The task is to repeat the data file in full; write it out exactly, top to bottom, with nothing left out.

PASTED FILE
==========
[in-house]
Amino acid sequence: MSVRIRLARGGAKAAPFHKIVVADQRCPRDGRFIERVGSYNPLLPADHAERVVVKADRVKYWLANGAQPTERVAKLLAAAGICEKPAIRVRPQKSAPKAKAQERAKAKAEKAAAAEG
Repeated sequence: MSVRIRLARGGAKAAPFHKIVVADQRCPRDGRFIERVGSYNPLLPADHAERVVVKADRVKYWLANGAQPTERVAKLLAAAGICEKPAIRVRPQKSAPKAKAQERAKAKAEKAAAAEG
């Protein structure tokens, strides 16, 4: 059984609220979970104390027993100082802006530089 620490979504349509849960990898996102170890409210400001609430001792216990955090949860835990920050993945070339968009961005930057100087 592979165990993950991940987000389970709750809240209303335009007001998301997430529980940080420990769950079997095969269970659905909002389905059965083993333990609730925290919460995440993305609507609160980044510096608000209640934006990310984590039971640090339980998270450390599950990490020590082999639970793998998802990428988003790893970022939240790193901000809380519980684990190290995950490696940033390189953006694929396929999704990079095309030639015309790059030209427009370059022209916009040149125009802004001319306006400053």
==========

[in-house]
Amino acid sequence: MSVRIRLARGGAKAAPFHKIVVADQRCPRDGRFIERVGSYNPLLPADHAERVVVKADRVKYWLANGAQPTERVAKLLAAAGICEKPAIRVRPQKSAPKAKAQERAKAKAEKAAAAEG
Repeated sequence: MSVRIRLARGGAKAAPFHKIVVADQRCPRDGRFIERVGSYNPLLPADHAERVVVKADRVKYWLANGAQPTERVAKLLAAAGICEKPAIRVRPQKSAPKAKAQERAKAKAEKAAAAEG
């Protein structure tokens, strides 16, 4: 059984609220979970104390027993100082802006530089 620490979504349509849960990898996102170890409210400001609430001792216990955090949860835990920050993945070339968009961005930057100087 592979165990993950991940987000389970709750809240209303335009007001998301997430529980940080420990769950079997095969269970659905909002389905059965083993333990609730925290919460995440993305609507609160980044510096608000209640934006990310984590039971640090339980998270450390599950990490020590082999639970793998998802990428988003790893970022939240790193901000809380519980684990190290995950490696940033390189953006694929396929999704990079095309030639015309790059030209427009370059022209916009040149125009802004001319306006400053």